How could the state use new technology and ways of organising to deliver services to its citizens better, and do this faster and cheaper? How, in brief, should a government be in the twenty-first century? Professor Jaideep Prabhu discusses his new book which addresses these and other important questions.
I have spent the last two decades studying innovation in the private sector. In the first half of my career, I studied how such innovation was done in the affluent West by large corporations. Then I began to study innovation in emerging economies like India where I had grown up. What I found there surprised me. In contrast to the Western ‘bigger is better’, highly structured model, firms in emerging markets are typically frugal and agile in how they go about innovation. They are good at doing more with less and at improvising and moving quickly with the market. Inspired by this discovery, I wrote a book about innovation in emerging markets called Jugaad Innovation, after the Hindi word ‘jugaad’ which is often used to describe such frugal and agile innovation.
Soon after Jugaad Innovation came out in 2012, I began to notice a great deal of interest in frugal innovation in the West for the West. More and more ‘ordinary’ people were increasingly empowered by a raft of new tools and resources to develop solutions to problems which only large corporations or governments could have taken on a decade or so before. This democratisation of innovation was giving rise to a frugal economy, underpinned by trends such as the sharing economy and the maker movement. What was exciting to see was how the internet – along with social media, smartphones, cheap computers and software, 3D printers, maker spaces and Fab Labs, accelerators and crowdfunding – was making it possible for small teams to engage in the entire innovation process from originating and developing solutions to manufacturing, promoting and distributing them to a global market. From this revolution came ‘frugal’ services such as Airbnb and WhatsApp as well as products such as the Square Reader, an internet-of-things device that can accept credit card payments through a smartphone’s audio jack. (WhatsApp, for instance, was famously developed by four people in about nine months and with about $250,000 in seed funds.) Inspired by this revolution sweeping across Western cities and campus towns, I published a second book in 2015, Frugal Innovation, in which my co-author and I described what large and small organisations were doing in this space and the principles that underpinned their efforts.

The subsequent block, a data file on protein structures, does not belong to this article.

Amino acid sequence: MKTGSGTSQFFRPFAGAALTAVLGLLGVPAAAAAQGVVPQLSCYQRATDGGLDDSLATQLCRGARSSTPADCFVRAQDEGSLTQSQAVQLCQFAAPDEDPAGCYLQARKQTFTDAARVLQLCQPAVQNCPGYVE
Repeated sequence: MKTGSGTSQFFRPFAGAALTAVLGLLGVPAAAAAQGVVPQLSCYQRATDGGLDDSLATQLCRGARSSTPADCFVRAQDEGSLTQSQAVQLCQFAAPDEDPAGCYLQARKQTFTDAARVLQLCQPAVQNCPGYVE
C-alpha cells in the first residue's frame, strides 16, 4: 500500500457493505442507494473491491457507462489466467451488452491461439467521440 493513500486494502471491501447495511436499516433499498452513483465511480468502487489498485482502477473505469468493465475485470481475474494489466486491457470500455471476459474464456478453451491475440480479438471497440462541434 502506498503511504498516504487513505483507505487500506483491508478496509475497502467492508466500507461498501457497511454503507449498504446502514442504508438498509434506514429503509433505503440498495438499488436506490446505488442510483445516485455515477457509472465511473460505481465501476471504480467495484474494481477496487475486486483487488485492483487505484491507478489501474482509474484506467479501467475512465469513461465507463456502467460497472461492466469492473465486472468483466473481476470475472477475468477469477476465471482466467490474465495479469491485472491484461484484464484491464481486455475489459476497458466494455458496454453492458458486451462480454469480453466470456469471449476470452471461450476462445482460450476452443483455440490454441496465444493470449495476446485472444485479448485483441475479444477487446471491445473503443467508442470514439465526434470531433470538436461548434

Those two books were about the private sector. But whenever I gave talks about them, there was always the inevitable question from someone in the audience: So, what does all this mean for governments? More often than not, someone in the audience would also furnish me with answers by speaking about what was happening in governments around the world. And so, I became increasingly aware of a parallel revolution taking place in government.
The more I thought about the question of technology and government, the more I realised that it had at least three facets to it. First, there were the positive implications for how government itself functioned. How could the state use new technology and ways of organising to deliver services to its citizens better, and do this faster and cheaper? If Amazon, Google and Facebook could make the customer experience so seamless, could harness big data and analytics to do this quickly and cheaply, could coordinate huge numbers of actors on both the demand and supply side of the economy, bringing efficiency and prosperity in their wake, and keep on relentlessly doing all this better, then surely governments could do the same? But I also realised there was a second, darker side to the issue. Perhaps governments could also then use these very tools to gain greater control over their citizens, to monitor and surveil them, and accrue even more power. If Amazon, Google and Facebook had been able to gain so much influence over the lives of people, then how much more dangerous could those same tools be in the hands of governments? And third, of course, there was the question of how governments should view and manage the use of such tools by the private sector. What should governments do about the digital giants and their immense power? And how should states engage with start-ups and social entrepreneurs to stimulate innovation and drive inclusive growth? How, in brief, should a government be in the twenty-first century?